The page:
Review: Dear White People.

On Halloween, a friend and I were bored and weren't into handing out candy to the kids that rang the doorbell. Evil of us, I know. So we celebrated the holiday like some true boring grown ups-we went to the movies.

We tried our best to avoid watching the social media and critically acclaimed film, Dear White People. I've heard mixed reviews about it and not much else was in theaters. So we got our tickets for the film.

Before I get into my own opinion/concerns with the film, let's talk about the setup leading up till it was in theaters. This film was so hyped! People made it seem like it was going to change race relations amongst young people. Or that it would accurately depict the reality of being young and black in America. The setup was real! And the excitement from everyone who is young and black was genuine. I mean, how often do we get to see our reality, done right, on the big screen?! And the trailer and other promo made it seem like this film could really, really shake things up.

*Inserts spoiler alert here*

Trailer: Dear White People

It didn't.

Probably the only thing they got right (or was accurate in the depiction of a young black person's reality) was that yes, it can be difficult being black in a predominantly white university.

That was it! I'm sure that certain people can relate to some of the individual characters but really, even those characters' reality didn't really portray reality.

The plot is loosely based on a real-life instance where a white fraternity threw a Hip Hop/Black party and was in black face, afro wigs, and other stereotypical attire. Which I can appreciate because using entertainment (music, film, fashion, etc) to shed light on real-life situations is good and needed. But everything else fell flat.

One thing that I, and probably many others, thought that this movie would not be was a typical black movie. Extreme portrayals of how black people look and act like. Loud, angry, singing to everything, snapping, mean mugging-all that. For the most part, it wasn't but it definitely had many moments where it was like it screamed, "WE'RE SO BLACK!" and you just had to roll your eyes and act like it didn't happen. I think the best description of this movie in regards to this point is by my brother, ForteBowie. And I quote, "'s like a movie for young black people, directed by Tyler Perry". This is funny because they actually complain about Tyler Perry in the movie.

My main concern with this film is that every main character had a major issue with their black identity/blackness. They either tried to mask it or ignore it when convenient (3/4 of the main characters fit into this category) or they tried to overcompensate for their perceived lack of blackness (1/4 of the main characters fit here, but she was like the MAIN character). And then the rest of the black characters in the film were just stereotypically black, hence the traces of Tyler Perry-ness.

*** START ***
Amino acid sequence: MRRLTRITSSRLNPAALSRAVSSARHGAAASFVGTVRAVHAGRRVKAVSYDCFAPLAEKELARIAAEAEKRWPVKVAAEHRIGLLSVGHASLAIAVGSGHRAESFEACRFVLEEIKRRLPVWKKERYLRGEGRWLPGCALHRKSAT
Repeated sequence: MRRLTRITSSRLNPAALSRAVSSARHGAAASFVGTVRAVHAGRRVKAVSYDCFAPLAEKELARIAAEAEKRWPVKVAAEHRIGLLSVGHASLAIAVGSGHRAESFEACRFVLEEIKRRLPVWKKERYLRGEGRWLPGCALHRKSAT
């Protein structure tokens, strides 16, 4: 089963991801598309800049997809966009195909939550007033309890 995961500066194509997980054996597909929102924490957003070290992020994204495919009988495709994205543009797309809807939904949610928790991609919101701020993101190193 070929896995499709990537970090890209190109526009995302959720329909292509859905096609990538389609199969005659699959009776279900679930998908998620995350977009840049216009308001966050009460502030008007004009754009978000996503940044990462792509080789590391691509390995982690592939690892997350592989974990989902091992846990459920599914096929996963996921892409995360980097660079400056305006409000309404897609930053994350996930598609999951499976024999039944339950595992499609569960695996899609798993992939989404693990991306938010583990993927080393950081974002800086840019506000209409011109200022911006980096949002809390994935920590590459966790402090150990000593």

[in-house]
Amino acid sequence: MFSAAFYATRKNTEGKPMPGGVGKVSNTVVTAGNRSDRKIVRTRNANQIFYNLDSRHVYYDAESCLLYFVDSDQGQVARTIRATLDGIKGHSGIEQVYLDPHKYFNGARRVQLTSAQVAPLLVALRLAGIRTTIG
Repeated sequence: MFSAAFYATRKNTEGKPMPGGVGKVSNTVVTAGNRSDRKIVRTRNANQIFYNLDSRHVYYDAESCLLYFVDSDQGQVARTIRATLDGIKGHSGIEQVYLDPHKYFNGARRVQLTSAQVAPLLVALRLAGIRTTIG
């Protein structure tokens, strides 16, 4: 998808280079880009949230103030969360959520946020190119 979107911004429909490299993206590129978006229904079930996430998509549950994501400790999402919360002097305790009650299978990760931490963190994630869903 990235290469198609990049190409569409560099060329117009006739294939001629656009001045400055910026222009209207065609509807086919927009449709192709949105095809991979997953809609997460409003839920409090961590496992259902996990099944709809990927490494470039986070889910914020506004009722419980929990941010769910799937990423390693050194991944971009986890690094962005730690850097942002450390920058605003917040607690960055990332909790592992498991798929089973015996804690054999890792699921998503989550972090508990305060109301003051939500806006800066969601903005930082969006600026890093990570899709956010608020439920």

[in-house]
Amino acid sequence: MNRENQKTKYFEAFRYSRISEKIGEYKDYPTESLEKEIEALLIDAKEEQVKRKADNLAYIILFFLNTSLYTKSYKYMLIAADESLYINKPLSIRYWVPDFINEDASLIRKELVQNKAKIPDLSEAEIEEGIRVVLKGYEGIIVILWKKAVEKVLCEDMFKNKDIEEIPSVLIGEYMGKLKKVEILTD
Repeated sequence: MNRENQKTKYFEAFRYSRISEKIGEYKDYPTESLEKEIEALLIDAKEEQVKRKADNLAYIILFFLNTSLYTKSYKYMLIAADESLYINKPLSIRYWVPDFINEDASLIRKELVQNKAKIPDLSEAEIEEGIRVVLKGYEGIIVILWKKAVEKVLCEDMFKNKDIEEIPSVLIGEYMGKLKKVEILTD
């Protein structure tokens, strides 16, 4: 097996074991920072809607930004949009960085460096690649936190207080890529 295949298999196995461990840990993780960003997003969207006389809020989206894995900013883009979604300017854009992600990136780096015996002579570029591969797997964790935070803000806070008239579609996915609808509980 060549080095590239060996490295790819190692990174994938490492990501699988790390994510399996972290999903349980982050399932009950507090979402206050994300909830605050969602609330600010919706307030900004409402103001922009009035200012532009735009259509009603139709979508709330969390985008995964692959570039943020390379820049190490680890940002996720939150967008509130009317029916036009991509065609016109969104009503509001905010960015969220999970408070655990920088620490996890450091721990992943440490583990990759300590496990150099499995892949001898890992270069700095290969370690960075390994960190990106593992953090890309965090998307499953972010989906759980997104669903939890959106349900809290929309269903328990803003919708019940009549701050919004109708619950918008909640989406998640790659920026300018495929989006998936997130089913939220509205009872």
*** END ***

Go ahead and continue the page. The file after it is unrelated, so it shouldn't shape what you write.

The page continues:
Dear America (who isn't young and black),
                                                                      This is not the reality of the majority of us young black people. A lot of us, more than most people would think, are actually more than happy with being black. And no, we're not going to shout it out every second. Yes, we're not okay with a lot that is going on with black people in America but we're not gonna yell at you, and everyone for that fact, every time we talk. But if you want to bring up those issues, yes, be prepared for some education.
Yes we wear weave. Yes we blast Hip Hop music. And yes, we love eating fried chicken. But guess what? Yes we wear our hair on it's own and love it too. Yes we blast EDM, indie rock, and maybe even some Taylor Swift too. And we love salmon, steak, or we might even be vegetarian! Young black people are more dynamic in real life than portrayed in films and TV shows!

Tell me, how blown is your mind right now?! Yes, the film fell flatter than some relaxed edges in this regard. And this is so disappointing because I think, at least for me, this was the whole reason a lot of people wanted to see it.

And as far as race relations and political stuff, yeah they turned up. And turned down right after AND ended the movie on that note! It was as if no lesson was supposed to be learned from the whole movie.

*Inserts another major spoiler alert*

The movie literally ended, "Dear White People, ...never mind." Bruh? BRUH? "NEVERMIND"?! REALLY?! So for the white people who actually went to see this film knowing that the theaters would be packed out by black people, they learned nothing. They should actually be pissed off about this movie too.

You got nothing from this film. Even on some like real film critic perspective, the cinematography was alright. The acting was actually good. The actors were believable-which pisses me off that the writing of the film was so not what it could have and should have been.

But what do I know? I'm just a young black person surviving in America.


'Always More, Never Less'-Es


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